Even if you take out two separate mortgages for two properties, if you’re using the same lender you may still be at risk. Using cross-collateralisation with the same lender will also make it a lot harder should you want to borrow more.


Unfortunately, cross-collateralisation will also come back to haunt you when it’s time to sell. Selling your properties will ultimately change your loan-to-value ratio, and your lender has huge control over what happens next. You may be forced to reapply for your loans, conduct revaluations, or worst-case scenario, have a portion of the sale taken by the bank or be forced to sell other properties to meet the lending requirements.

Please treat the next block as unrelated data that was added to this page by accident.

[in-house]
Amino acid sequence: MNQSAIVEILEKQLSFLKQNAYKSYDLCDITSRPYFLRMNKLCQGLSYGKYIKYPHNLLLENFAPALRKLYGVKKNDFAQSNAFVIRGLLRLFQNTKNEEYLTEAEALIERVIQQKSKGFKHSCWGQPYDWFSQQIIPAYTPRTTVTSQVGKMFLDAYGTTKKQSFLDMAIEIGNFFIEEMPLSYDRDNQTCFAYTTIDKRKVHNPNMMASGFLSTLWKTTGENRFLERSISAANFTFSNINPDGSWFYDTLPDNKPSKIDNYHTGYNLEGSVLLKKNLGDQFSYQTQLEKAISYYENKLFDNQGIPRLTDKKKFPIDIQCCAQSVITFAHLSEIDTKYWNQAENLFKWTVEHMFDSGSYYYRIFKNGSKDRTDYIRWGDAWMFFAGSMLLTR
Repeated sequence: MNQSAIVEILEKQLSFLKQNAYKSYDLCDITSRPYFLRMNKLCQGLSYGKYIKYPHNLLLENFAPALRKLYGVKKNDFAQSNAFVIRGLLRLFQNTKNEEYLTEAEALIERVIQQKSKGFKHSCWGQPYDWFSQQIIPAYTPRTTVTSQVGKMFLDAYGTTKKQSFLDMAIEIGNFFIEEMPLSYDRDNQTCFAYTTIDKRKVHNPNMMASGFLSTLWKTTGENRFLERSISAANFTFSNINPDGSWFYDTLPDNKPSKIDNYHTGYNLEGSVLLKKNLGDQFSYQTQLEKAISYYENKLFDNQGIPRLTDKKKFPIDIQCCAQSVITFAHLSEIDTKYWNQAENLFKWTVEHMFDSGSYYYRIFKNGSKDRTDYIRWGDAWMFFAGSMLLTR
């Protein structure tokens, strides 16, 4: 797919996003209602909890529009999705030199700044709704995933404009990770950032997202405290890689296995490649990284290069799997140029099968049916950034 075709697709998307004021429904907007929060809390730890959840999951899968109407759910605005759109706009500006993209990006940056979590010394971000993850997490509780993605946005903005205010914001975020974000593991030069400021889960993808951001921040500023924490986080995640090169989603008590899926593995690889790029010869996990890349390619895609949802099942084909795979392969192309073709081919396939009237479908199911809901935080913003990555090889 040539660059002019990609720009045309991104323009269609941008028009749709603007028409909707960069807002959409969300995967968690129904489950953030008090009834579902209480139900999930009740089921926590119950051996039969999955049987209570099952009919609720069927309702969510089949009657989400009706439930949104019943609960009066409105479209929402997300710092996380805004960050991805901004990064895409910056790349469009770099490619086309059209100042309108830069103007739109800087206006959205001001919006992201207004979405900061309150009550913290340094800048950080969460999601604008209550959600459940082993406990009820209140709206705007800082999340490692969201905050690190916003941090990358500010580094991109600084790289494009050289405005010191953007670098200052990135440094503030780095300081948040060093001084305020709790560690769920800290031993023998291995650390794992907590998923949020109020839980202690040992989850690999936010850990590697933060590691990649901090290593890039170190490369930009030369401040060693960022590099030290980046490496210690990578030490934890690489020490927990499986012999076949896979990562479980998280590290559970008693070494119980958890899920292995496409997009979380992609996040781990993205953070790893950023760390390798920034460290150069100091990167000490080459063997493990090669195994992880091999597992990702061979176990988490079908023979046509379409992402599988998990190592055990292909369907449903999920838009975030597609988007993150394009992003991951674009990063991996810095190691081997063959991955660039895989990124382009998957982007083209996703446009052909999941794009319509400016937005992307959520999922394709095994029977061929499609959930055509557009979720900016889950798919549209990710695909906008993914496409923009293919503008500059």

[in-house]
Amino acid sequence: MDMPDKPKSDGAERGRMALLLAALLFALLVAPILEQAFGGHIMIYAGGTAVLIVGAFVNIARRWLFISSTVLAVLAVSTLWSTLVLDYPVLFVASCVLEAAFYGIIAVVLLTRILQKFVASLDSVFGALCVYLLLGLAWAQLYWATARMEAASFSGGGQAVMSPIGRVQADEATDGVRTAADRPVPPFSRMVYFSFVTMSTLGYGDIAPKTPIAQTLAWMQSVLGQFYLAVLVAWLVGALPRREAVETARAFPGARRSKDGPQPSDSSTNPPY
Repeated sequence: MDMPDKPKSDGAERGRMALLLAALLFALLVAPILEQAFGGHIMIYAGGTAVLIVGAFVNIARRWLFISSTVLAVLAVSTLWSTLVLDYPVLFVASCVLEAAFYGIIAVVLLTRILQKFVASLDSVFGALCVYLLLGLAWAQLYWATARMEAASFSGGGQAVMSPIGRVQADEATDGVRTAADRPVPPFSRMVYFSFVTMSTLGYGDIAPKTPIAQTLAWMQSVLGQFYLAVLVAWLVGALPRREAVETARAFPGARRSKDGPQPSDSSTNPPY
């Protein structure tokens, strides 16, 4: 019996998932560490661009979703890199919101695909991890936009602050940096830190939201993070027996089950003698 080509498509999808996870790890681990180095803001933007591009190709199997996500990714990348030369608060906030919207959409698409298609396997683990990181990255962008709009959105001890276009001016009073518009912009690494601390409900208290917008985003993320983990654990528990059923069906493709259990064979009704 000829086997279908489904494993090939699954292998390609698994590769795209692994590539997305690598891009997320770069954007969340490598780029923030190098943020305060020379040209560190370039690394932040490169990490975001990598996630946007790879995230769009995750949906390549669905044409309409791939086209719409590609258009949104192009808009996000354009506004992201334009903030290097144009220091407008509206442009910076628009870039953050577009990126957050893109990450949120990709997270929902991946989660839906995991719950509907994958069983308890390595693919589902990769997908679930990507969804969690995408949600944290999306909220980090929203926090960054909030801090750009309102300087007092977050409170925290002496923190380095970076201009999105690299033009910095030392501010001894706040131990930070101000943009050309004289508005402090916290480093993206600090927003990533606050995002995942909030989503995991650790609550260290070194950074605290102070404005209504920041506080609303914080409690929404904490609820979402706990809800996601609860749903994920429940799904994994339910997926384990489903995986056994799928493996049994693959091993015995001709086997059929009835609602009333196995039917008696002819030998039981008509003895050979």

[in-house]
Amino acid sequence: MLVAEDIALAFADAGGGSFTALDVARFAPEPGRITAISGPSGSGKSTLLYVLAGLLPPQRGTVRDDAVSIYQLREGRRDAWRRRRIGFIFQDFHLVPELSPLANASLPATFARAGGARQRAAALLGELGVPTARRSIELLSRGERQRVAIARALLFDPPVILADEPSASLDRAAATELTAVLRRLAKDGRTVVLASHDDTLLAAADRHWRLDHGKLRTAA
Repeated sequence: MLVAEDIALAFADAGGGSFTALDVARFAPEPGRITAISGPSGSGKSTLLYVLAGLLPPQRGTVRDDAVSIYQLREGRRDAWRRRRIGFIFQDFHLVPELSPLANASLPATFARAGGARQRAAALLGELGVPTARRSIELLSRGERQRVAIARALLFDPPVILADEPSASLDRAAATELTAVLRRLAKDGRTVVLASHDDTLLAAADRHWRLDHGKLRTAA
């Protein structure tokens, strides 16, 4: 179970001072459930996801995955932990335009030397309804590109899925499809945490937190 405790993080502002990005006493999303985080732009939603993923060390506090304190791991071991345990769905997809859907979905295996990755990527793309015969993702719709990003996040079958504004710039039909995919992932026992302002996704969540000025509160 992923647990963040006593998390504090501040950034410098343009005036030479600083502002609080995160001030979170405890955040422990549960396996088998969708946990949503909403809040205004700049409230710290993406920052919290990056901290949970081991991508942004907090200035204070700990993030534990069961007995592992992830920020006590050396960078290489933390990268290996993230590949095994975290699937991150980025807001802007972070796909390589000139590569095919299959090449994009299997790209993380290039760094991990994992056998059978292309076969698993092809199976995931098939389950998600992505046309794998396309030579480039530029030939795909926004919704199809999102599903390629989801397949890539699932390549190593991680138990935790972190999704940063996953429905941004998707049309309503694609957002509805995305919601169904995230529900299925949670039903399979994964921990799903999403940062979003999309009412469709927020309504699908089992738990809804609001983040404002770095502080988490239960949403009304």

But don’t worry, the solution is simple – spread yourself, use multiple lenders when it comes to financing, and seek to obtain non-recourse finance.


6. Get the right advice.


To grow in commercial property, you need to work with the best people. This includes a property advisor and buyers advocate, as well as an accountant, finance broker, lawyer and valuer who should all be experienced in commercial property. Once you have your properties, an experienced property advisor and property management team will keep your investment machine humming nicely.


The team at Broadway Property specialises in commercial property advice and will advocate for buyers every step of the way.


Contact us to discuss your needs. No obligations.


Ben Heritage

Managing Director, Broadway Property

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Ryan Stewart

Director, Broadway Property